For those of you longtime readers out there, you may have noticed a method to my posting madness – today is indeed usually a Manhole Monday post. But, alas, I am starting to run short of manhole picture. (Must. travel. more. 🙂 ) What I am not running short of are reading materials dealing with Japan and while I have highlighted some of my favorite travel books, children’s literature and adult novels over the past two years, I’ve decided to flesh those posts out a bit with some longer reviews.
What prompted this (aside from the dearth of manhole picture, obviously) was en email from longtime Kyoto resident and fellow blogger Michael Lambe over at Deep Kyoto. He has, with the assistance and contribution of numerous writers (some of whom are extremely notable names in the Japanese expat community), recently published an unconventional “guidebook” to Kyoto and wondered if I might be willing to review it.
Ummm, yes!!!!!!! (Do I need more exclamation points to display my excitement?)
I’d actually wanted to buy a copy for myself anyway, but I’m not a fan or big user of e-books so I initially hesitated. While I’m still much more fond of hard paper and the tactile feel of turning pages, the medium didn’t detract in any way from my enjoyment of the book.
And yes, I did enjoy it. So much so that I began late one night promising myself to just read the intro and perhaps the first walk … but seven walks later, I grudgingly turned out the lights. Promising myself to savor the rest, I finished all sixteen walks by dinner the next day.
What was the appeal? For me, the devil was in both the details and the familiarity. Kyoto is a city I have been lucky enough to visit six or seven times in the last few years. Each time, I make new discoveries but also relish tramping down familiar paths – the cobbles of the Ninenzaka and Sannenzaka, the lanes of Arashiyama, the Philosopher’s Path. I could picture myself on location with the authors, noting the little temples peeking out of bamboo groves and wondering how I’d managed to miss certain things, like the mound of war trophies from Korea that Toyotomi Hideyoshi created not too far from the Gion District.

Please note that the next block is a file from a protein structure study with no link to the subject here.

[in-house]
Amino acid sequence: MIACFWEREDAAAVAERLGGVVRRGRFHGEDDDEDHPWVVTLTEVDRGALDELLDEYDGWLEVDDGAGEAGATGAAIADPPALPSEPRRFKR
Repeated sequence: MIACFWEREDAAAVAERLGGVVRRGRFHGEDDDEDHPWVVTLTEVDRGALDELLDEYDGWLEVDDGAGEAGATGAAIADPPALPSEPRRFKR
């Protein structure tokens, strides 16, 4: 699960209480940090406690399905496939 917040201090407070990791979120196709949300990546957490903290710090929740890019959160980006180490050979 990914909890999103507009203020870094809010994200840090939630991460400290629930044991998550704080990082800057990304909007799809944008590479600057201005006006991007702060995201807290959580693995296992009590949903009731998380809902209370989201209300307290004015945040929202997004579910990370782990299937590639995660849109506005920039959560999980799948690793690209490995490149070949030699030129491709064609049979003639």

However, my favorite walks were those that stopped to let the reader smell the flowers with them, those that mentioned the hue of the sky that day, if there was the taste of rain in the air, which neighbor called out a cheery “hello” as they ambled past. These walks reminded me of the evening strolls I used to take with my daughter in Okinawa. Still in her baby carrier and not yet mobile, nevertheless we’d amble together around our quarter, meeting the friendly dog down the block, marveling over the ceramic shisa (lion dogs) on gate posts and stopping to watch the local kids practice their drumming for the August Obon celebration. I learned my 9 block neighborhood intimately. I loved how things both changed – like the flowers in bloom or the way the shadows of the winter sun played across the houses – yet remained static at the same time. Deep Kyoto Walks reminds me of those evening perambulations – the stories both relaxed me but also made me itch to get back to Kyoto again and make my own discoveries.
With 16 different writers, you’ll encounter a variety of writing styles and truthfully, I wasn’t enamored with them all. Some were too “big picture” and some too philosophical for me, but these are my own minor complaints. What was most enjoyable was being allowed a glimpse of their lives, learning what brought them to Japan (something I wonder of all the expats I meet, as our stories are so different) and seeing what part of Kyoto speaks to them the most. Will you enjoy this book if you haven’t ever been to Kyoto? I believe so – it’s a wonderful armchair journey, for sure. Maps are provided with the book but I’d sit down with a large map of Kyoto to get the full picture of the city and where the authors explored.
This isn’t a book to carry with you like a travel bible. It’s a book to read both before you visit Kyoto (if you have the chance), while you are there, and years later, when the memories of the city start to fade. Savor these stories with a cup of green tea and bring a bit of Kyoto into your life.
For full disclosure, I was given a free copy of Kyoto Walks by Michael, the editor of both the Deep Kyoto website and the book itself. However, Michael didn’t twist my arm to say nice things. 🙂 The opinions above are my own feelings on the book.